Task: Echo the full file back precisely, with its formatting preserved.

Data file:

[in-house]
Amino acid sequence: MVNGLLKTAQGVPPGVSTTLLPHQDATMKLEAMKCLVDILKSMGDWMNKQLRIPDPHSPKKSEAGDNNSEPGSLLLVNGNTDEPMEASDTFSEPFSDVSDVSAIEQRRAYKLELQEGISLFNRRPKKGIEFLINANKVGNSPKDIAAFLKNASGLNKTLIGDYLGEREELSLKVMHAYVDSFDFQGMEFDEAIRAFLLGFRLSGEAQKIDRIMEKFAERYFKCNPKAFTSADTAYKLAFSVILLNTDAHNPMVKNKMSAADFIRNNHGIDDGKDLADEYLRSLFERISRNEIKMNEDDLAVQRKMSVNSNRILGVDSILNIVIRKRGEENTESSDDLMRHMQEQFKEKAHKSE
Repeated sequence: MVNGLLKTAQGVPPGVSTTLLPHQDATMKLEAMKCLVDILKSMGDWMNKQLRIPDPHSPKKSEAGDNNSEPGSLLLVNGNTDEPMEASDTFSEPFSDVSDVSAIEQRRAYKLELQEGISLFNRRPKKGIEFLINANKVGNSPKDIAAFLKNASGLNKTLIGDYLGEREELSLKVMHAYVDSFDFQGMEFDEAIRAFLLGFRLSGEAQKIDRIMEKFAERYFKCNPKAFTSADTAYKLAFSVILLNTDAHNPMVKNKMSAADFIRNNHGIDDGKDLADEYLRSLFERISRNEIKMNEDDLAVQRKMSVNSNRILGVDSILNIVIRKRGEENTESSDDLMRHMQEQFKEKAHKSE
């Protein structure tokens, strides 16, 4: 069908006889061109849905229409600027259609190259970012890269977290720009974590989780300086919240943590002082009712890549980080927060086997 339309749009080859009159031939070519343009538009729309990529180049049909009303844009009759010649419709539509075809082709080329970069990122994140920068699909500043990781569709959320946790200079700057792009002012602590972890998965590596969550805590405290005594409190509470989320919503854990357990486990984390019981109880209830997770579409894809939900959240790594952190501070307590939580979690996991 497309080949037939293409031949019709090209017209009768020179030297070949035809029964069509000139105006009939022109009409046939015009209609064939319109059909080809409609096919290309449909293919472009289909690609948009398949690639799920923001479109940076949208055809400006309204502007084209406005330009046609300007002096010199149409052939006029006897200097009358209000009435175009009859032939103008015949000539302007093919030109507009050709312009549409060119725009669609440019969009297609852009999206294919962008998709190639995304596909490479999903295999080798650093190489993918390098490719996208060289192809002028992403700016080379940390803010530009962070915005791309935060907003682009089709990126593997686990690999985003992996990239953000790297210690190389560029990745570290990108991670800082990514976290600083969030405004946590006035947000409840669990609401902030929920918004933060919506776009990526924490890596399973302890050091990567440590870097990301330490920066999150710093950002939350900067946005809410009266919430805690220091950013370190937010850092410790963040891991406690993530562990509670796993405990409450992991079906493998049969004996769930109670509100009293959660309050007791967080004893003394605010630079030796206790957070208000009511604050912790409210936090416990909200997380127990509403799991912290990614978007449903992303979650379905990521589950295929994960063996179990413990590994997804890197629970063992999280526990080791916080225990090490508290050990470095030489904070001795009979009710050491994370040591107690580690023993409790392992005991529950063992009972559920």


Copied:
[in-house]
Amino acid sequence: MVNGLLKTAQGVPPGVSTTLLPHQDATMKLEAMKCLVDILKSMGDWMNKQLRIPDPHSPKKSEAGDNNSEPGSLLLVNGNTDEPMEASDTFSEPFSDVSDVSAIEQRRAYKLELQEGISLFNRRPKKGIEFLINANKVGNSPKDIAAFLKNASGLNKTLIGDYLGEREELSLKVMHAYVDSFDFQGMEFDEAIRAFLLGFRLSGEAQKIDRIMEKFAERYFKCNPKAFTSADTAYKLAFSVILLNTDAHNPMVKNKMSAADFIRNNHGIDDGKDLADEYLRSLFERISRNEIKMNEDDLAVQRKMSVNSNRILGVDSILNIVIRKRGEENTESSDDLMRHMQEQFKEKAHKSE
Repeated sequence: MVNGLLKTAQGVPPGVSTTLLPHQDATMKLEAMKCLVDILKSMGDWMNKQLRIPDPHSPKKSEAGDNNSEPGSLLLVNGNTDEPMEASDTFSEPFSDVSDVSAIEQRRAYKLELQEGISLFNRRPKKGIEFLINANKVGNSPKDIAAFLKNASGLNKTLIGDYLGEREELSLKVMHAYVDSFDFQGMEFDEAIRAFLLGFRLSGEAQKIDRIMEKFAERYFKCNPKAFTSADTAYKLAFSVILLNTDAHNPMVKNKMSAADFIRNNHGIDDGKDLADEYLRSLFERISRNEIKMNEDDLAVQRKMSVNSNRILGVDSILNIVIRKRGEENTESSDDLMRHMQEQFKEKAHKSE
């Protein structure tokens, strides 16, 4: 069908006889061109849905229409600027259609190259970012890269977290720009974590989780300086919240943590002082009712890549980080927060086997 339309749009080859009159031939070519343009538009729309990529180049049909009303844009009759010649419709539509075809082709080329970069990122994140920068699909500043990781569709959320946790200079700057792009002012602590972890998965590596969550805590405290005594409190509470989320919503854990357990486990984390019981109880209830997770579409894809939900959240790594952190501070307590939580979690996991 497309080949037939293409031949019709090209017209009768020179030297070949035809029964069509000139105006009939022109009409046939015009209609064939319109059909080809409609096919290309449909293919472009289909690609948009398949690639799920923001479109940076949208055809400006309204502007084209406005330009046609300007002096010199149409052939006029006897200097009358209000009435175009009859032939103008015949000539302007093919030109507009050709312009549409060119725009669609440019969009297609852009999206294919962008998709190639995304596909490479999903295999080798650093190489993918390098490719996208060289192809002028992403700016080379940390803010530009962070915005791309935060907003682009089709990126593997686990690999985003992996990239953000790297210690190389560029990745570290990108991670800082990514976290600083969030405004946590006035947000409840669990609401902030929920918004933060919506776009990526924490890596399973302890050091990567440590870097990301330490920066999150710093950002939350900067946005809410009266919430805690220091950013370190937010850092410790963040891991406690993530562990509670796993405990409450992991079906493998049969004996769930109670509100009293959660309050007791967080004893003394605010630079030796206790957070208000009511604050912790409210936090416990909200997380127990509403799991912290990614978007449903992303979650379905990521589950295929994960063996179990413990590994997804890197629970063992999280526990080791916080225990090490508290050990470095030489904070001795009979009710050491994370040591107690580690023993409790392992005991529950063992009972559920």